In 20 years in the U.S. Senate, Kerry has never once challenged the rule of the capitalist class, and he certainly will not do so if he is elected President. 
Now in his fourth term in the US Senate, Kerry has been a spectacularly unimpressive legislator, having organized the passage of just 7 bills, out of 317
introduced during 20 years. One of the bills he helped to pass was Plan Colombia (1999), which among other things involves the sending of military
“advisers” to the brutal right-wing government (9 of 10 trade unionists killed around the world are from Colombia), and authorizes the chemical
defoliation of rain forest. Under this Kerry legislation, 325,000 acres of Colombian territory (another country that never attacked the U.S.) have now
been sprayed with toxins in a phony “war against drugs”, while cocaine production in that country has increased by 11 percent. It is reported that
Senator Kerry is connected to Enron, and to Enron’s bank Citigroup through his multi-millionairess wife, whose Heinz Environmental Defense Fund
has Ken Lay on its board of directors.

The 2004 elections will see an astronomical increase in the amount of campaign money spent by the candidates.  It’s common knowledge that George Bush has, as explained by Charles Lewis in his book The Buying of the President, “redefined the parameters of fundraising,” creating in the process “the most awesome fundraising machine from corporate interests ever witnessed in politics anywhere on planet Earth.” But those who think Kerry is any different are putting the blinders on themselves.  According to Lewis, “There is a wink-wink thing going on where there is a shakedown of employees in companies to give money. And those companies are absolutely, without question, expecting results. And this is not illegal, sadly. In fact it’s becoming the norm. The Kerry campaign is quite impressed and they're trying to emulate the system.” Kerry has gone so far as to mortgage his $6 million home in order to raise more money for his campaign.  That’s a lot of money to invest to get a job that pays $400,000 a year.

Kerry’s biggest campaign donors are Boston area law firms, financial, and telecommunications companies. One of Kerry's biggest has been the Boston-based law firm Mintz, Levin, Cohn, Ferris, Glovsky and Popeo. The group, which lobbies on behalf of the telecommunications industry - and just happens to employ Kerry’s brother, Cameron – has been his single largest contributor over the course of his Senate career. According to the Center for Public Integrity, Kerry has sponsored or co-sponsored a number of bills favorable to the industry and has written letters to government agencies on behalf of the clientele of his largest donor.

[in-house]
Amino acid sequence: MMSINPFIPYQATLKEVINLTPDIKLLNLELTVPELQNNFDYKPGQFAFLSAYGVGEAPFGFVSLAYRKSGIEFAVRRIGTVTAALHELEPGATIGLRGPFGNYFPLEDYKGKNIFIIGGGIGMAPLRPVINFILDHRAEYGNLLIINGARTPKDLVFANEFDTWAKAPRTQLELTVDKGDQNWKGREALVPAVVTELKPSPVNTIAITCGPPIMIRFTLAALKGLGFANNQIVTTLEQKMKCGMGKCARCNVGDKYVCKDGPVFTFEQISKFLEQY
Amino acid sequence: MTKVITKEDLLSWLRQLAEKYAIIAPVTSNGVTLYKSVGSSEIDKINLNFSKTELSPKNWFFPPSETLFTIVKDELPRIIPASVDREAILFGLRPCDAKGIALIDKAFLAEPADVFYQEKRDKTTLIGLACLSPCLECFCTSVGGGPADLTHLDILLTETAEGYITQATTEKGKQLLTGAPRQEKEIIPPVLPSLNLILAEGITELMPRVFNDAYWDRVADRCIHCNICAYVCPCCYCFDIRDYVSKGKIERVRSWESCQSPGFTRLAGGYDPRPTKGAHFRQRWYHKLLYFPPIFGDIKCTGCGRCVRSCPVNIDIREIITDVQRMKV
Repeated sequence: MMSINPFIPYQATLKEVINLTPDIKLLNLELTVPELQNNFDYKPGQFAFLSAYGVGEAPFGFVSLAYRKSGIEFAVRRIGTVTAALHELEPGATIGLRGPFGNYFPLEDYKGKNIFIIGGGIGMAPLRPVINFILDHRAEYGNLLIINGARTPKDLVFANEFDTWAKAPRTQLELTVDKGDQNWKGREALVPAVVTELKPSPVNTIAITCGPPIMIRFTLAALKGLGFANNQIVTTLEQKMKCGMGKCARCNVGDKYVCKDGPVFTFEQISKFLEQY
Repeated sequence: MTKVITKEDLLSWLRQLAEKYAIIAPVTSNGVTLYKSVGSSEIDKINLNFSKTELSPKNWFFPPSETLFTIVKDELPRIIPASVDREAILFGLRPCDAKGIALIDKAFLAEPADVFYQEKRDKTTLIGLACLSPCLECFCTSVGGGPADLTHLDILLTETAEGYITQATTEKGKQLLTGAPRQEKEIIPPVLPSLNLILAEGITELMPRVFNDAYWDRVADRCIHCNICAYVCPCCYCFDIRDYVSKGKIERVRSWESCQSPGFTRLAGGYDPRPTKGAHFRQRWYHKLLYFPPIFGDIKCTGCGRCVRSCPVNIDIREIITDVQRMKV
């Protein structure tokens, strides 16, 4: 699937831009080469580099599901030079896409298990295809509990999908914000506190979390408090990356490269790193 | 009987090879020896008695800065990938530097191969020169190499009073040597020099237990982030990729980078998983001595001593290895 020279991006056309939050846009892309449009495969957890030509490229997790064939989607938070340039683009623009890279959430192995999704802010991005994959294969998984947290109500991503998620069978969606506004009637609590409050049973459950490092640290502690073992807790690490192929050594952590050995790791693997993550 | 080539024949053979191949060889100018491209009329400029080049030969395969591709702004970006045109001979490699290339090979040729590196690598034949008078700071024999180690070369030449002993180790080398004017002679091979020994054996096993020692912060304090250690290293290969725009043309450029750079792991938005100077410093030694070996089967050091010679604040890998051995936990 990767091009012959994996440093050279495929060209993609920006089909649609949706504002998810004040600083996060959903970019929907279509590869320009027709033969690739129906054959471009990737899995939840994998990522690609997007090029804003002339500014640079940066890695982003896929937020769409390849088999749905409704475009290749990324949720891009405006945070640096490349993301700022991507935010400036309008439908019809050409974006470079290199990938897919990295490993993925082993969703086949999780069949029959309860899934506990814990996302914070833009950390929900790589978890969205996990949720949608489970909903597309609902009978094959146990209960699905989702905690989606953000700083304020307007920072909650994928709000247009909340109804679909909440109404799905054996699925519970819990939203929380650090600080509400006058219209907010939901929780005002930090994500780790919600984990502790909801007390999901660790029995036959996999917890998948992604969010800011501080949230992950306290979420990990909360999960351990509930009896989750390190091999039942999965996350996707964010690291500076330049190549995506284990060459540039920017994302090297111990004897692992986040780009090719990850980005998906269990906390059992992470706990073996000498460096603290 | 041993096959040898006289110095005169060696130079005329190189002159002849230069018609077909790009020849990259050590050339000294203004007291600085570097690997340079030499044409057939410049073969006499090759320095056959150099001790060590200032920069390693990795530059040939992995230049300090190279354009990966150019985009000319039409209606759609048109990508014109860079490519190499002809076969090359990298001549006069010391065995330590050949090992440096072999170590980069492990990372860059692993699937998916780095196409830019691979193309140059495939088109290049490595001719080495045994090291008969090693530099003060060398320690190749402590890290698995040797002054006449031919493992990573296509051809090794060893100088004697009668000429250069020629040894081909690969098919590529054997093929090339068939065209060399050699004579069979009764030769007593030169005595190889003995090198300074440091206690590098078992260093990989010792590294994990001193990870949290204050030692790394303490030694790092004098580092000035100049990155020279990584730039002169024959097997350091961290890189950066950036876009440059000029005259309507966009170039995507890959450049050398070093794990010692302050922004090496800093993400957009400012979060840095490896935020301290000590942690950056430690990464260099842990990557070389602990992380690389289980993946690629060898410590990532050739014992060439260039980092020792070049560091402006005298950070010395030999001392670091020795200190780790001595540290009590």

In 2001, Kerry formed a fund-raising group called the Citizen Soldier Fund, which brought in more than $1.2 million in unregulated “soft money.” He pledged he would limit individual donations to $10,000. But in late 2002, just before new federal laws banning soft money took effect, Kerry quietly lifted the ceiling and took all the cash he could get. In the month before the election, the fund raised nearly $879,000 - including $27,500 from wireless telecom firms such as T-Mobile, AT&T and Verizon. That same month, Kerry cosponsored a bill to overturn a judge's ruling and permit the wireless firms to bid on billions of dollars' worth of wireless airwaves. Since 1999, Kerry has sponsored at least two bills and co-sponsored half a dozen that were sought by the Cellular Telecommunications and Internet Association (CTIA), an umbrella group for telecommunications companies, including industry-backed plans for winning lucrative auctions of spectrum, or airwaves. Thomas Wheeler, the former chief executive of the CTIA, and Christopher Putala, a lobbyist for the group, are both among Kerry's biggest presidential fundraisers.

Kerry has also accepted contributions from many corporations that also donate to the Bush campaign – HMOs, drug companies, and oil and gas 
companies. Researcher Michael Donnelly reports that “Enron’s bank, Citigroup, has been a major contributor to Kerry’s various campaigns. In 1995,
Kerry cast the deciding vote to override Clinton’s veto of the very bill used by Enron and Citigroup to conduct their now well-known consumer
rip-offs.” The ultra-rich understand that it’s good business to cover all the bases to make sure you have favors coming no matter who wins. After all,
money talks in this country, and buying votes through manipulation of the media, promising special favors, and downright fraud is nothing new in
America. But not since the days of New York’s Tammany Hall has the scale of corruption and graft been so vast – though most of this is “legal” now,
despite Kerry’s demagogic calls for “campaign finance reform”.
While Kerry’s campaign web page talks about his “reputation for independence” and his “making tough choices on difficult issues,” in fact, Kerry has 
been eager to support several of Bush’s priorities: like nearly all the Senate Democrats, Kerry voted in favor of the Patriot Act, which has seriously
compromised civil liberties in the US; he voted in favor of Bush’s unending war against Iraq, a country that never attacked the US. When the Kerry
campaign page says that Kerry “has worked to address children’s issues,” it does not specify that Kerry was a supporter of Clinton’s welfare “reform,”
which ended welfare as an entitlement for children of the poor in this country (this has led to an astonishing increase in child poverty, which in the
wealthiest country in the world now stands at 18 percent). Kerry has reportedly boasted about his support for that measure. He also voted for NAFTA
the “free-trade” agreement that has devastated US jobs and driven conditions for Mexican workers into the gutter. To imagine that Kerry and the